Nobody expects the Inquisition!
The First Templar
- developed by Haemimont Games and published by Kalypso Media - is an action-adventure style game, where the player controls one of a series of characters associated with the Knights Templar. They adventure through Europe and the Middle East in an effort to uncover some dastardly sort of conspiracy involving the Inquisition.
As it stands, it's incredibly obvious that The First Templar
has a long way to go in the development cycle. Numerous bugs were encountered, the graphics were incredibly poor, and the voice-over work (wherever there were voices) was done by Microsoft Sam. If nothing else can be said, I firmly believe that Microsoft Sam should be kept as the voice-over artist when the game is released, if only for the unintentional hilarity he provides: "S, H, H, H, we must. Be quiet."
In this early preview build, there was not a great deal to discover and enjoy, save for two basic, almost skeletal items: the gameplay style and the co-op feature. Despite that, I'm happy to say that the game is fun.
The style of play sits somewhere between hack-and-slash and RPG; a middle ground that's been occupied previously by Mass Effect
, Dragon Age
, and Alpha Protocol
, among others (each with varying degrees of success). But wherein other games seem to lean more heavily towards one end of the spectrum or the other, The First Templar
has the strange ability to embrace both sides and barely suffer for it.
With every level players run through, the opportunity arises to find secret treasure chests, which grant both experience points and temporary bonuses to be used during the level. Additionally, killing enemies provides experience - and will, by and large, provide a bulk of the experience needed to level up.
Upon leveling up, a skill screen can be reached through the pause menu, displaying an equilateral cross - the symbol of the Knights Templar - with each prong representing a different aspect of the character in question. With the starting character, for example, one prong allows you to increase health and vitality; another might open up more combos; a third would unlock special “power attacks” and the final would increase a proverbial “special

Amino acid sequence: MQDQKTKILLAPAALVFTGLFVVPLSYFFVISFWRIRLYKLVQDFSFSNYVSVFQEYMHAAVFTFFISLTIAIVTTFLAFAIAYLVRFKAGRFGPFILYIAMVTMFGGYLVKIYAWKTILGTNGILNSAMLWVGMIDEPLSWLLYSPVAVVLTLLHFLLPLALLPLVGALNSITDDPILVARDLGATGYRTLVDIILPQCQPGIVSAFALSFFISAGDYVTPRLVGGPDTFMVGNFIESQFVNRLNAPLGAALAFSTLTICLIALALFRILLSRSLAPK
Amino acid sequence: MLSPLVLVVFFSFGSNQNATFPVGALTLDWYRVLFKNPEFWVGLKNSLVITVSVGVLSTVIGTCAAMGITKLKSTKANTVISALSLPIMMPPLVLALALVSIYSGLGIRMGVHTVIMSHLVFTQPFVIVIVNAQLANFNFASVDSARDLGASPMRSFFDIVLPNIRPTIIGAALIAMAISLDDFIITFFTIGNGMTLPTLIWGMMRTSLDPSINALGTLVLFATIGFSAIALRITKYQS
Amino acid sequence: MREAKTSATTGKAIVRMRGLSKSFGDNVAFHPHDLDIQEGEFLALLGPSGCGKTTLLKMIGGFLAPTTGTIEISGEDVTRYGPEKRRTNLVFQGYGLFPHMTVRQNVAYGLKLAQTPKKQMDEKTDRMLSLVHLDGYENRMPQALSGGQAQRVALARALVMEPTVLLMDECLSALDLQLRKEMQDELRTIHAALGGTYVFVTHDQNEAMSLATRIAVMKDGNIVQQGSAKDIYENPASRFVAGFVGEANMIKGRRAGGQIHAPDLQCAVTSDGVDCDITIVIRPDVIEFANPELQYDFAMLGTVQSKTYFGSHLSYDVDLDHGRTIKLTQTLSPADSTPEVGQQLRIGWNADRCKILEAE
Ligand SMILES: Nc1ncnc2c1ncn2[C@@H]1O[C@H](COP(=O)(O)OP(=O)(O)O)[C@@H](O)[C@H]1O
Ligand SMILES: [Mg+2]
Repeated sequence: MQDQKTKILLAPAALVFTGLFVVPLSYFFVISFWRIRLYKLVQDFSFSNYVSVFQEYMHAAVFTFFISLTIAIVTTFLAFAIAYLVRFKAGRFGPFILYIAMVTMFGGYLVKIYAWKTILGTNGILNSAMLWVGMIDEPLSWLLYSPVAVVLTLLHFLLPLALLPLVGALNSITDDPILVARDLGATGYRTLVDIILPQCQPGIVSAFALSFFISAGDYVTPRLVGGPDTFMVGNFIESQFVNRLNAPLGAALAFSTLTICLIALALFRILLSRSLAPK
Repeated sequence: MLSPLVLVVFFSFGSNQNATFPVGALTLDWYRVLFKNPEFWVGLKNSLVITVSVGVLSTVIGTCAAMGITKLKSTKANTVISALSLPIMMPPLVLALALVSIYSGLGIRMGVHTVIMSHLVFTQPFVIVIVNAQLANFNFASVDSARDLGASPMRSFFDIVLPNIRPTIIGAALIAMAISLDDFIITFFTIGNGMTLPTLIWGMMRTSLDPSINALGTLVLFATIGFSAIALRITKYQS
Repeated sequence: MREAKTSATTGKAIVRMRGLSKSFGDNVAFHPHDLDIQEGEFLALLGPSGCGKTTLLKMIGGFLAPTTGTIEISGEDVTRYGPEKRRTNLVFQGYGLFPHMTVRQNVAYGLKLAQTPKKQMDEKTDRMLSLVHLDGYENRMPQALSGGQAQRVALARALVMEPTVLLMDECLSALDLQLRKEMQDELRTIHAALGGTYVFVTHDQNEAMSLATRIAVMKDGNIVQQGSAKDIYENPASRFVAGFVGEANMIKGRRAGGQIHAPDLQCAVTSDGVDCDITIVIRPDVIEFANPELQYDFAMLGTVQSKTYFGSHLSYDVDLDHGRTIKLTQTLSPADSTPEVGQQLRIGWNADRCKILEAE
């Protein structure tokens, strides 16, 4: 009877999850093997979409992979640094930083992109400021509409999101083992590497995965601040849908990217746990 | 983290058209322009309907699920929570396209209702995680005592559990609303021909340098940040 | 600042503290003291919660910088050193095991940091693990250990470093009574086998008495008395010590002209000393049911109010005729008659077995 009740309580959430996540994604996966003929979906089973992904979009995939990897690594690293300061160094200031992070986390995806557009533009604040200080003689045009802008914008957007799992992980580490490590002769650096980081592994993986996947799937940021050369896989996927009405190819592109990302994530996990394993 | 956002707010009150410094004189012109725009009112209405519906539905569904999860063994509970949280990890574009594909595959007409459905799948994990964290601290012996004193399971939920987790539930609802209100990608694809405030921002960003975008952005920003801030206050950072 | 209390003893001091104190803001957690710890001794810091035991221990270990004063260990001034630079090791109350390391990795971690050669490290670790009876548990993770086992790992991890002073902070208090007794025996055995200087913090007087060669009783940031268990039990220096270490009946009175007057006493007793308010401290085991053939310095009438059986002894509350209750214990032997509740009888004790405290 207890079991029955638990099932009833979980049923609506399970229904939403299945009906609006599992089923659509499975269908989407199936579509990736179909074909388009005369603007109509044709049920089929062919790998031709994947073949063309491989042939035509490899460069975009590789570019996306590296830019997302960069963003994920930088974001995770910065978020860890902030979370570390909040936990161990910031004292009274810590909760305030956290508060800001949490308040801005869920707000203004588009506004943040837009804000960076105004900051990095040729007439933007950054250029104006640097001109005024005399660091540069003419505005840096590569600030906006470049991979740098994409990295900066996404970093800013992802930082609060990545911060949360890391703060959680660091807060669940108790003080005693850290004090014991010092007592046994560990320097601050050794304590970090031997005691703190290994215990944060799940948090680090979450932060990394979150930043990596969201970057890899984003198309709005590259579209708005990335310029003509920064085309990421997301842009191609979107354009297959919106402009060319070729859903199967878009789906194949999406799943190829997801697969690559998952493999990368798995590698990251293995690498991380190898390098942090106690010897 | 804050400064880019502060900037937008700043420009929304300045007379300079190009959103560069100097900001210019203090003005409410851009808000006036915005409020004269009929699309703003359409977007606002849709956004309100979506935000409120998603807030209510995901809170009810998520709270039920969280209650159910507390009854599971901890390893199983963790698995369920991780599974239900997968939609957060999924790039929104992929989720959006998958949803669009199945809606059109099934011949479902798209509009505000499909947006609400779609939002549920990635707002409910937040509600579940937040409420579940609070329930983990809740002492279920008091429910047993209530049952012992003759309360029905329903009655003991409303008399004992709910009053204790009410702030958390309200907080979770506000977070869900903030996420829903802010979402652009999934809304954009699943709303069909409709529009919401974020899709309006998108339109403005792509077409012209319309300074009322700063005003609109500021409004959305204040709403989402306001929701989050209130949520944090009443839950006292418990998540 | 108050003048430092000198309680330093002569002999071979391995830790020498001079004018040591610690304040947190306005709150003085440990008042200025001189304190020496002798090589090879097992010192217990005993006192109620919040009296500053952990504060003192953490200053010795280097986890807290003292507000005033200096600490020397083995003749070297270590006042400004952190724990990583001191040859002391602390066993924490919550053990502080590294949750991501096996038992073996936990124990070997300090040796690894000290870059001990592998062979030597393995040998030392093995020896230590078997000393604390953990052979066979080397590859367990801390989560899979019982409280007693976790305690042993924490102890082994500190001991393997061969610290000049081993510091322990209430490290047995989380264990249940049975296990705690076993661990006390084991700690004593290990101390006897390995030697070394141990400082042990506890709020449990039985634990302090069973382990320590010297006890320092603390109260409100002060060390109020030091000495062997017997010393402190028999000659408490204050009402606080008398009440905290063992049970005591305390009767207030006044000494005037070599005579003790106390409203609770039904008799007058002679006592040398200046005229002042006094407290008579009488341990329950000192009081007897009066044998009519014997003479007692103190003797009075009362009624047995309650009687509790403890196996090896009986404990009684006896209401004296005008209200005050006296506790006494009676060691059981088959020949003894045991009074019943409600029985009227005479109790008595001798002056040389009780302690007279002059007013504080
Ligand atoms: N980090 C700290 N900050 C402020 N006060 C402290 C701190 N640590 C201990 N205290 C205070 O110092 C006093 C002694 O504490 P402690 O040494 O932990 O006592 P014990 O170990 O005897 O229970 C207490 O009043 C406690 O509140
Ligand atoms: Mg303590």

” bar (wherein you can smash people over the head with your shield multiple times, instead of just once).
In the first portion of the game, I cut a swath through enemies with a sword and shield, while shouting out anachronistic epithets as I mashed the “cut people until they bleed” button. It was an effective strategy - and one that only grew more effective, as I dumped my experience points into the appropriate skill tree.
Later, though, I had the option to take control of a second character, one whose “skill tree” encouraged the use of combos, timed attacks, and “interrupt” skills. Playing with that character was a wildly different experience than the previously described knight; but it was innately satisfying when, after getting the hang of the complex series of buttons to press, I became a whirling dervish of cleavage and knives.
It was during this portion of the game that I called in my boss, and asked him to play co-op with me.He sat down on the couch. He turned on the controller. He chose a character. He started to play with me.
I wish I could say more about the way drop-in co-op works, but the best thing I can say about it is that it's simple, fast, and effective. The First Templar
is fashioned such that drop-in co-op is only natural, and almost necessary; and the method in which it is executed is almost seamless, and, if I might be unprofessional for a moment, incredibly frickin' awesome. It takes less than a minute, from the time the second player picks up the controller, for him to join in on the action. And I have no doubt that the already short time it takes to join in will be reduced, by the time the game is released.
While there isn't a great deal to discuss on The First Templar
, what they've provided us is enough to make a judgment call; the game is fun (if a little silly at times), and a great romp, whether you're with a friend or alone on the couch.